AUSPEX 334 n. (Cic. p. Cluent.). Becker II (3) 69. Marquardt v (1) 45—6. Cic. de div. 1 $ 28 nihil fere quondam maioris rei, nisi auspicato, ne privatim quidem, gerebatur, quod etiam nunc nuptiarum auspices declarant, qui re omissa nomen tantum tenent. ib. & 3. VM. 111 § 1. Luc. II 371 iunguntur taciti contentique auspice Bruto. Serv. Aen. 1 346. IV 45. 166. Plin, x 8 21. Stat. s. I 2 229-30 socialia omina. 337 Markl. 'vel ex loco suo motus, vel spurius videtur hic versus. If

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the verse is genuine, tu must be Silius.

338 NON NISI LEGITIME VULT NUBERE II 135—6 liceat modo vivere: fient, 1 fient ista palam, cupient et in acta referre. Sen. Thyest. 689—90 servatur omnis ordo, ne tantum nefas / non rite fiat. 695 nulla pars sacri perit. AV. Caes. IV § 6 of Messalina quasi iure adulteris utebatur.

QUID PLACEAT, DIC Sen. ben. II 21 g 2 quid ergo placeat dicam.

339 NI VELIS, PEREUNDUM ERIT 141—2 n. 205. 340. 365. VII 50,

XI 16. XII 115. Ov. amor. 1 2 38. tr. II 33—4. v 12 51—2. Quintil. pr. § 25. Mart. 1 68 4. Tac. an. III 54 pr. Zumpt § 524 n. 1. Madvig $ 348 e. Aristot. eth. N. VII 14 & 8 ei Tov ή φύσις απλη είη, αεί ή αυτή πράξις ήδίστη έσται. ib. 1 10 8 8 Zell. Xen. mem. 1 5 § 2. Kühner 819 b. Matth. § 524 3. _Madvig gr. Synt. § 135 1 b.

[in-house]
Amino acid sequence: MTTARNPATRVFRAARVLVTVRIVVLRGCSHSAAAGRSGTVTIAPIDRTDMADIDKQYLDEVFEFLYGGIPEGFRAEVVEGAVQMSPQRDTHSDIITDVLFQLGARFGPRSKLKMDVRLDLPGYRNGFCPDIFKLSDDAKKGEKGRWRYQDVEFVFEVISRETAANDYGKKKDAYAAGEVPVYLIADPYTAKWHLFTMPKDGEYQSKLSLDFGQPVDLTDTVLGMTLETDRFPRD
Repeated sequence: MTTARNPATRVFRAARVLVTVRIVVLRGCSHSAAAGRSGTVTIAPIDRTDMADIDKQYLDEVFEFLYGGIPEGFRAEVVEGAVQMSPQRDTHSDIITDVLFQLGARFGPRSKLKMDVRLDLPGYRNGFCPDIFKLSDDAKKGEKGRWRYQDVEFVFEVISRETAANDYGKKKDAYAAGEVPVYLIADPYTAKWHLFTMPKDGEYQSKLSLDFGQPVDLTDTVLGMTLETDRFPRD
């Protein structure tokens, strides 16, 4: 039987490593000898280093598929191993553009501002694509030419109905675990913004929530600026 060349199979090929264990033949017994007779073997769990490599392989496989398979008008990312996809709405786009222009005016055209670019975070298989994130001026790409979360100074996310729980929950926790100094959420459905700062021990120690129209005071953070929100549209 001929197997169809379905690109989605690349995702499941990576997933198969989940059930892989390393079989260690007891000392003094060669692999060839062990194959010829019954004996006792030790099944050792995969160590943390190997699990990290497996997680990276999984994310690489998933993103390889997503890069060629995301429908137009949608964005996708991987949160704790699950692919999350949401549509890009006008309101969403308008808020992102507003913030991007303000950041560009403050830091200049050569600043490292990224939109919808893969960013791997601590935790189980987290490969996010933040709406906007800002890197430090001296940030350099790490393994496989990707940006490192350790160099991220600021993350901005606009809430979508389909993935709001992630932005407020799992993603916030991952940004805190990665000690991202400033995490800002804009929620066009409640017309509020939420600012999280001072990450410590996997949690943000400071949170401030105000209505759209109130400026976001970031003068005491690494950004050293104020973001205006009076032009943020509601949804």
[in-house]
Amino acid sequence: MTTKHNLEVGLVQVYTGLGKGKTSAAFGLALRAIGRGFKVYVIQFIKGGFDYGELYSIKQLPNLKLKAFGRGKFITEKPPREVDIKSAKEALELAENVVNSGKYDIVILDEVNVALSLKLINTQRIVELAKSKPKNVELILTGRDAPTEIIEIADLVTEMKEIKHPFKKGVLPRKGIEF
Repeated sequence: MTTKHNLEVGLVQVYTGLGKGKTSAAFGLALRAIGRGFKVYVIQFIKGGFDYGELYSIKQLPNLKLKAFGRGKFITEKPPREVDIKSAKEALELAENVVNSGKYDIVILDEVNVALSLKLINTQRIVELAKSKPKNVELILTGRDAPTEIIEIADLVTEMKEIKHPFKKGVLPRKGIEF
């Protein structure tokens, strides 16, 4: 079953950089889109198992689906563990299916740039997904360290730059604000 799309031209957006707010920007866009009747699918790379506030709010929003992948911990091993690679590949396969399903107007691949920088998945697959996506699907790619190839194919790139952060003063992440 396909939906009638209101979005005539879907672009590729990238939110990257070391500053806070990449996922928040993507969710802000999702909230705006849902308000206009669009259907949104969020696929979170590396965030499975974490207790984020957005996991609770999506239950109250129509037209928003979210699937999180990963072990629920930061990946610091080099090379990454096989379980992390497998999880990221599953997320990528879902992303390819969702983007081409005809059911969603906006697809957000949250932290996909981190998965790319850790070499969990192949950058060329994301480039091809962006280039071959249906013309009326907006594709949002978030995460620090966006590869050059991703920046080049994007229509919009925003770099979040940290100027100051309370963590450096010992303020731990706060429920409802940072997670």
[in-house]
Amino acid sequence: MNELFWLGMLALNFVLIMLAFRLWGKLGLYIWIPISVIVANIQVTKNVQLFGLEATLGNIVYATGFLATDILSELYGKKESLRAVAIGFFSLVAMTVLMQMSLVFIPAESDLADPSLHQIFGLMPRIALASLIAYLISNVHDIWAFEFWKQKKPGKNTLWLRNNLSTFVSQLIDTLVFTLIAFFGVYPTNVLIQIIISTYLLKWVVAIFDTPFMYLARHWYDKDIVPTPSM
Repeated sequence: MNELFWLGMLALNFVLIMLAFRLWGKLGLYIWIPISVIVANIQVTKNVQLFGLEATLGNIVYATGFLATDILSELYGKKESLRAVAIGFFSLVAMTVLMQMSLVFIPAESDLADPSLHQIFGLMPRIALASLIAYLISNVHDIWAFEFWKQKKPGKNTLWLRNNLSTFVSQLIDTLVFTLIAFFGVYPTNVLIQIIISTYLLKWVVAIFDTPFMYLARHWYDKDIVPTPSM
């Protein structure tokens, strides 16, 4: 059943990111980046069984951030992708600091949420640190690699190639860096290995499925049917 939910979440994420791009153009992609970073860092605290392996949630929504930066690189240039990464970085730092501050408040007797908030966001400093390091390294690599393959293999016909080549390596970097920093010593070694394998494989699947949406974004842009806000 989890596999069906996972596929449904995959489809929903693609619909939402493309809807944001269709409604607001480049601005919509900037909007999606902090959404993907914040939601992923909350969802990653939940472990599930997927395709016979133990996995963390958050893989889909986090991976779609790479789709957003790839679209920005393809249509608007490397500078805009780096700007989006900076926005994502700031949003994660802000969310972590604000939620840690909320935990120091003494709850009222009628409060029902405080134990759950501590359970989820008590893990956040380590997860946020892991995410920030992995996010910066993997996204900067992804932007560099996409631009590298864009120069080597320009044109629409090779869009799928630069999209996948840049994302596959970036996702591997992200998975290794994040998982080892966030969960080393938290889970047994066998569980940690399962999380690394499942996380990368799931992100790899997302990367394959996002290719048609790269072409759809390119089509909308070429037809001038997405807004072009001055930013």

PEREUNDUM ERIT Tac. XI 36 nec cuiquam alii ante pereundum fuisse, si Silius rerum poteretur. as Vinicius had been poisoned by Messalina DCass. LX 27 8 4 οργή ότι ουκ ήθέλησεν oi ovyrevéobal. So C. Appius Silanus ib. 14 SS 2–3. Tac. XI 12 (quoted on 330). AV. Caes. IV SS 6–8 exstincti cum suis plerique ingenio seu metu abstinentes, dum pervagatis mulierum artibus peti se a petitis criminatur. dehinc atrocius incensa nobiliores quasque nuptas et virgines scortorum modo secum prostituerat, coactique mares uti adessent. quod si quis talia horruerat, adficto crimine in ipsum omnem que familia m saeviebatur. LUCERNAS Hdt. VII 215 § 1 tepi lúxvwv åpás. 340 SI ADMITTAS, DABITUR 339 n.

SCELUS ADMITTAS 255. VI 494. So Plaut. Ter. Cic. MORA Mühlmann do col. 500 cites exx. of dare pausam, tempus, moram.